Frankenstein

Romanticism and Nature Theme Analysis

Themes and Colors
Family, Society, Isolation Theme Icon
Ambition and Fallibility Theme Icon
Romanticism and Nature Theme Icon
Revenge Theme Icon
Prejudice Theme Icon
Lost Innocence Theme Icon
LitCharts assigns a color and icon to each theme in Frankenstein, which you can use to track the themes throughout the work.
Romanticism and Nature Theme Icon

Romantic writers portrayed nature as the greatest and most perfect force in the universe. They used words like "sublime" (as Mary Shelley herself does in describing Mont Blanc in Frankenstein) to convey the unfathomable power and flawlessness of the natural world. In contrast, Victor describes people as "half made up." The implication is clear: human beings, weighed down by petty concerns and countless flaws such as vanity and prejudice, pale in comparison to nature's perfection.

It should come as no surprise, then, that crises and suffering result when, in Frankenstein, imperfect men disturb nature's perfection. Victor in his pride attempts to discover the "mysteries of creation," to "pioneer a new way" by penetrating the "citadel of nature." But just as a wave will take down even the strongest swimmer, nature prevails in the end and Victor is destroyed for his misguided attempt to manipulate its power.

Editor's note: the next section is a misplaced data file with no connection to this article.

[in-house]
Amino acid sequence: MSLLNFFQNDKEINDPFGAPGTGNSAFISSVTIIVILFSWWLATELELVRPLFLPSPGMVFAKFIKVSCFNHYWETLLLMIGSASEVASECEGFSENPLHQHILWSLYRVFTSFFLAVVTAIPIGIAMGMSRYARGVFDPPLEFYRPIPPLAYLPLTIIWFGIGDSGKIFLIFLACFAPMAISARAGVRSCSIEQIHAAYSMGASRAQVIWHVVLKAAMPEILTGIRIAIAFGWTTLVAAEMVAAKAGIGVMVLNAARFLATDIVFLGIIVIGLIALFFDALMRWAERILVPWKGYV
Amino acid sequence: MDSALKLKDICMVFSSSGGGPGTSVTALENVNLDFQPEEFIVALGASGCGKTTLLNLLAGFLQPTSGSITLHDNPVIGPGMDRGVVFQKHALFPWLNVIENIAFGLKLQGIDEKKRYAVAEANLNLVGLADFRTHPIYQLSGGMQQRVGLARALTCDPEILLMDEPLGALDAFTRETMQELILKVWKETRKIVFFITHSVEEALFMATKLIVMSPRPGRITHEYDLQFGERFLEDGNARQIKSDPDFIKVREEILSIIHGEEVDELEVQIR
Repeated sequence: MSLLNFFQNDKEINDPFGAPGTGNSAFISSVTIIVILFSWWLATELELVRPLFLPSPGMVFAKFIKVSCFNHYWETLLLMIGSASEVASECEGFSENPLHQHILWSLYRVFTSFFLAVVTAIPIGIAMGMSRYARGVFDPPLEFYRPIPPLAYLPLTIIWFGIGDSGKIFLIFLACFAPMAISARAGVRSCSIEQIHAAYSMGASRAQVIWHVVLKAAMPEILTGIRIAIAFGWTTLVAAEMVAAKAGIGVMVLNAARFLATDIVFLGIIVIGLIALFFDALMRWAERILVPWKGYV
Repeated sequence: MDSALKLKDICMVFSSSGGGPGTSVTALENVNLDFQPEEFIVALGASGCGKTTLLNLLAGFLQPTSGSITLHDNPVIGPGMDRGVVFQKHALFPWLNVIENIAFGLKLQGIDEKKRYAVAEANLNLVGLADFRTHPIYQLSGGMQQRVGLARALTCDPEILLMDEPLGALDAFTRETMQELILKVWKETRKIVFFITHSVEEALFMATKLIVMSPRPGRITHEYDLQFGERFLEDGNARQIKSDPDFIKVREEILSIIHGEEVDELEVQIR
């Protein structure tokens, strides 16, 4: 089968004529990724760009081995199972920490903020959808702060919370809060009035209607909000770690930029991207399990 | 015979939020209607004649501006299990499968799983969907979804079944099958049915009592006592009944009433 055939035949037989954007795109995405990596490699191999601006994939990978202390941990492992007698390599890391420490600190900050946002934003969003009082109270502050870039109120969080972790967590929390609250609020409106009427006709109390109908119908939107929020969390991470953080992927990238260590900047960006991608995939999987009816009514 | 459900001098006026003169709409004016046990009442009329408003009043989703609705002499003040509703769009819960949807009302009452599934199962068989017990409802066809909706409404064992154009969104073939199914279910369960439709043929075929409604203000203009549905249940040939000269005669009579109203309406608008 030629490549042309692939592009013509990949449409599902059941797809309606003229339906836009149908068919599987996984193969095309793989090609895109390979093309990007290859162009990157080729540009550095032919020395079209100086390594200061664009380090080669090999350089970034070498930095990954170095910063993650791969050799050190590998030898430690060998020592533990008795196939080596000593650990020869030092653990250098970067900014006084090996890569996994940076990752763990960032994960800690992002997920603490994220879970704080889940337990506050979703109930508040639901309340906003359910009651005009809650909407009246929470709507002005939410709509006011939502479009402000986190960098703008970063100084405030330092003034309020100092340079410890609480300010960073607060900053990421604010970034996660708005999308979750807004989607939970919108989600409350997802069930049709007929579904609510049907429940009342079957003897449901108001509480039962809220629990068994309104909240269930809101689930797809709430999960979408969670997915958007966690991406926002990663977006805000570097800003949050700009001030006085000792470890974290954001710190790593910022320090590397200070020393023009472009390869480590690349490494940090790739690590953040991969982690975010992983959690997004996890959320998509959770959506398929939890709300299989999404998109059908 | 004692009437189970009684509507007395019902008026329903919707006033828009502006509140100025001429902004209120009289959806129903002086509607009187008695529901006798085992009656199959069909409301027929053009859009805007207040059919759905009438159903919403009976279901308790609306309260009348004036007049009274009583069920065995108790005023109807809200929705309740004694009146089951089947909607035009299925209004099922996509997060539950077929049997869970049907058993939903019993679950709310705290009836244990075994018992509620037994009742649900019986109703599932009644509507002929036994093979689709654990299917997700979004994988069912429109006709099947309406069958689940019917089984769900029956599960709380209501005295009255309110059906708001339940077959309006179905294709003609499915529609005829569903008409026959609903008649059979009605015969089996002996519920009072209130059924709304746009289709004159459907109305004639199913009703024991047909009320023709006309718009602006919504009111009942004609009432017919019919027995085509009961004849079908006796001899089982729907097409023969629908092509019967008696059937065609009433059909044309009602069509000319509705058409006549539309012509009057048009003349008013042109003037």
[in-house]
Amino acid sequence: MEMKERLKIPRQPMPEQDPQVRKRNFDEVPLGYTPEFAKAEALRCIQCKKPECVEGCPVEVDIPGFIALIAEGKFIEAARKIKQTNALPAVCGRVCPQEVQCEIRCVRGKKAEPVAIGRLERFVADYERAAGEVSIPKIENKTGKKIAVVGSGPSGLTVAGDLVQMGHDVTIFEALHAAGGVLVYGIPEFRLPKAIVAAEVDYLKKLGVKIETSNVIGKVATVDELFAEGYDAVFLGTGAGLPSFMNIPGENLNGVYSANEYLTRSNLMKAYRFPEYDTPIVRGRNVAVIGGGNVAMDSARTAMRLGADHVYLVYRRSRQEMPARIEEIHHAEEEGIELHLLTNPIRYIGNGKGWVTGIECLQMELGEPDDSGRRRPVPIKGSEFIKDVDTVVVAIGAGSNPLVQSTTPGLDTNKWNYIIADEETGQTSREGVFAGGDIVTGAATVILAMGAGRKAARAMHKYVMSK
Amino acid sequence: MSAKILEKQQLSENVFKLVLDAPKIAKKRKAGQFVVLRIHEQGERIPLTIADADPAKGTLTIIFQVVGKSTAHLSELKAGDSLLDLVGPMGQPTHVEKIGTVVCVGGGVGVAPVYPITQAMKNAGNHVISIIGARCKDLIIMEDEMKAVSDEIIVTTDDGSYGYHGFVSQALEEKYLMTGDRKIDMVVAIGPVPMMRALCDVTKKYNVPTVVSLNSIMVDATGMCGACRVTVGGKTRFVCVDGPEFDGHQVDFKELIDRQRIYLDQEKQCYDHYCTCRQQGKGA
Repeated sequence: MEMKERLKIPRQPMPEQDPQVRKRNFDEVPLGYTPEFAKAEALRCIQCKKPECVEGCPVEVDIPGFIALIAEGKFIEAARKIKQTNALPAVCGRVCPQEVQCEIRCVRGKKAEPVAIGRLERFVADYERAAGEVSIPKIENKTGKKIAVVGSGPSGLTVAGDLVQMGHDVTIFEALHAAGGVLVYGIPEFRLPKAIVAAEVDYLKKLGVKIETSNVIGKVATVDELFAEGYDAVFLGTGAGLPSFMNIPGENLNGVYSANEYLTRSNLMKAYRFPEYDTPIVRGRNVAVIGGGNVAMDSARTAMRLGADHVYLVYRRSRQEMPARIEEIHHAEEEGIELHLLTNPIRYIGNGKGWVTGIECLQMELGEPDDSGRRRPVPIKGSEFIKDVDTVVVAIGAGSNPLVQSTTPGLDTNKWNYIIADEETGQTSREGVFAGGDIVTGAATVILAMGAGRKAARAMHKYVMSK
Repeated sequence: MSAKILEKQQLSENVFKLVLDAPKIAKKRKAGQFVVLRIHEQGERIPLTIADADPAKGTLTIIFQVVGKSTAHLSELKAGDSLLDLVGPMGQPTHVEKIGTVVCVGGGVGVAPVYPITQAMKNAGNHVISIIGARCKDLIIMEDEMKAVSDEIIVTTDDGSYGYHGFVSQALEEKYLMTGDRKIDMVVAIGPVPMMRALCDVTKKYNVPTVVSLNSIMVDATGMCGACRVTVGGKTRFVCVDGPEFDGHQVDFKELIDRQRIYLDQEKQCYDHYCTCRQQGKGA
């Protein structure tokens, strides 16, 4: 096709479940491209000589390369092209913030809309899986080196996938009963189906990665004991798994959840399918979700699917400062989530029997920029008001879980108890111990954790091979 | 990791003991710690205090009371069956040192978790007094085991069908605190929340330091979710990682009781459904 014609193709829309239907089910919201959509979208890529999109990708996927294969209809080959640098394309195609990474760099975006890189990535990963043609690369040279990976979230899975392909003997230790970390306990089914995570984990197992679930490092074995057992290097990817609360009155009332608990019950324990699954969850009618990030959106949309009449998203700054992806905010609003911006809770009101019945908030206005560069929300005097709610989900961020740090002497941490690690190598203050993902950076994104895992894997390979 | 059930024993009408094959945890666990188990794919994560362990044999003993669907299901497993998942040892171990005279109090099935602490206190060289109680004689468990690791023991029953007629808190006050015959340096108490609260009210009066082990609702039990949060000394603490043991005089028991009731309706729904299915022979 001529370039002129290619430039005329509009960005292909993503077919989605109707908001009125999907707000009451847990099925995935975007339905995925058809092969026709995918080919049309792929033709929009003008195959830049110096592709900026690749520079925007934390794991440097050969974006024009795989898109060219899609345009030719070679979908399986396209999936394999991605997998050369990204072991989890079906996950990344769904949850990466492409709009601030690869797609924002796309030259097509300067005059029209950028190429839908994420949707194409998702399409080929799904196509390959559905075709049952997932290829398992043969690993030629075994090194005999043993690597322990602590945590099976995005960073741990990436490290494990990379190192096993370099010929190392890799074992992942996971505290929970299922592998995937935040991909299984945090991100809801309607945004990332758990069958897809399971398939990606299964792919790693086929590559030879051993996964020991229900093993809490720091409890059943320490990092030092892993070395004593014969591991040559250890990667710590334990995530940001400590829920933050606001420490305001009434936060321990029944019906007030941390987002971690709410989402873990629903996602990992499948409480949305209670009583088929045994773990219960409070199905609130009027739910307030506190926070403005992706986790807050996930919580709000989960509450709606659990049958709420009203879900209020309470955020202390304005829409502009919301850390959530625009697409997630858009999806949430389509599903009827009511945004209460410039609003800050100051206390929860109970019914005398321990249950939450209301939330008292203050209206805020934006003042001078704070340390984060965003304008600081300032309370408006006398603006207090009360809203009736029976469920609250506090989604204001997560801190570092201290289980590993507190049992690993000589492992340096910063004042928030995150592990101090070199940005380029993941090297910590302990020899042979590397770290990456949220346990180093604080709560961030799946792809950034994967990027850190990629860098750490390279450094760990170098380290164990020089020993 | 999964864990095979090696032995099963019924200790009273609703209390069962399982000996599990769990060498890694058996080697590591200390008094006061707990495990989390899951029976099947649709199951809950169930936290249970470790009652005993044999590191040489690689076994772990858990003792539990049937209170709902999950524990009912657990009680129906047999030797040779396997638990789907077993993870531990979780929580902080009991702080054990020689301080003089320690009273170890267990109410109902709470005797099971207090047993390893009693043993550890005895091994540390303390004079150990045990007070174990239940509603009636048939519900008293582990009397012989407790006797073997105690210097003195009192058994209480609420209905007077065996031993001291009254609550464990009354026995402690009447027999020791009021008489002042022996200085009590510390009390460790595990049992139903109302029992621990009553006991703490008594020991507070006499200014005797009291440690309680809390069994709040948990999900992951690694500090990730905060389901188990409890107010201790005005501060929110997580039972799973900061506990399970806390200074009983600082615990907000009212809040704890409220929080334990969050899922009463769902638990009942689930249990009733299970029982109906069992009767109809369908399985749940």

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Romanticism and Nature Quotes in Frankenstein

Below you will find the important quotes in Frankenstein related to the theme of Romanticism and Nature.
Chapter 4 Quotes
Life and death appeared to me ideal bounds, which I should first break through, and pour a torrent of light into our dark world.
Related Characters: Victor Frankenstein (speaker)
Related Symbols: Light
Page Number: 33
Explanation and Analysis:
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Learn from me, if not by my precepts, at least by my example, how dangerous is the acquirement of knowledge and how much happier that man is who believes his native town to be the world, than he who aspires to become greater than his nature will allow.
Related Characters: Victor Frankenstein (speaker), Robert Walton
Page Number: 32
Explanation and Analysis:
Quotes explanation short mobile